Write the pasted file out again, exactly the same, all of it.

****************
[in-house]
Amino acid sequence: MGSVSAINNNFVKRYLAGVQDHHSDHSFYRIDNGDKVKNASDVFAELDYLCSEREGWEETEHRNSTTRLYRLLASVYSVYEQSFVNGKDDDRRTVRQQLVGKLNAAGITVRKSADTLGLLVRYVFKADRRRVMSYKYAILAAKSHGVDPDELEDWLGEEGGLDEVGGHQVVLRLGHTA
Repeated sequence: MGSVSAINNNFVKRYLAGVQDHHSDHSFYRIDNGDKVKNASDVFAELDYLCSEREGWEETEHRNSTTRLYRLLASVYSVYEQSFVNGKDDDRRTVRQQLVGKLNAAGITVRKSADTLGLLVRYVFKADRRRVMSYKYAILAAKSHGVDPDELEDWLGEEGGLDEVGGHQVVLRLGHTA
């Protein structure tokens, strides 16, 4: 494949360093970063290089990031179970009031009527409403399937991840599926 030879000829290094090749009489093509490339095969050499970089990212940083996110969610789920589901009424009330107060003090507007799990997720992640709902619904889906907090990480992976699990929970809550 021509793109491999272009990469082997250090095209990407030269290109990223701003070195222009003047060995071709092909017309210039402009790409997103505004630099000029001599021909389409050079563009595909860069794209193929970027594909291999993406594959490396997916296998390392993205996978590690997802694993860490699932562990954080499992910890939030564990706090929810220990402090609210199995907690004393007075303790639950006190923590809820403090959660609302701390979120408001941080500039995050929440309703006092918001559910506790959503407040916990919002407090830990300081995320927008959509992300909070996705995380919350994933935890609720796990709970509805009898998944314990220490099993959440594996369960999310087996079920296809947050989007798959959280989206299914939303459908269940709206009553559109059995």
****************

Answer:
[in-house]
Amino acid sequence: MGSVSAINNNFVKRYLAGVQDHHSDHSFYRIDNGDKVKNASDVFAELDYLCSEREGWEETEHRNSTTRLYRLLASVYSVYEQSFVNGKDDDRRTVRQQLVGKLNAAGITVRKSADTLGLLVRYVFKADRRRVMSYKYAILAAKSHGVDPDELEDWLGEEGGLDEVGGHQVVLRLGHTA
Repeated sequence: MGSVSAINNNFVKRYLAGVQDHHSDHSFYRIDNGDKVKNASDVFAELDYLCSEREGWEETEHRNSTTRLYRLLASVYSVYEQSFVNGKDDDRRTVRQQLVGKLNAAGITVRKSADTLGLLVRYVFKADRRRVMSYKYAILAAKSHGVDPDELEDWLGEEGGLDEVGGHQVVLRLGHTA
């Protein structure tokens, strides 16, 4: 494949360093970063290089990031179970009031009527409403399937991840599926 030879000829290094090749009489093509490339095969050499970089990212940083996110969610789920589901009424009330107060003090507007799990997720992640709902619904889906907090990480992976699990929970809550 021509793109491999272009990469082997250090095209990407030269290109990223701003070195222009003047060995071709092909017309210039402009790409997103505004630099000029001599021909389409050079563009595909860069794209193929970027594909291999993406594959490396997916296998390392993205996978590690997802694993860490699932562990954080499992910890939030564990706090929810220990402090609210199995907690004393007075303790639950006190923590809820403090959660609302701390979120408001941080500039995050929440309703006092918001559910506790959503407040916990919002407090830990300081995320927008959509992300909070996705995380919350994933935890609720796990709970509805009898998944314990220490099993959440594996369960999310087996079920296809947050989007798959959280989206299914939303459908269940709206009553559109059995």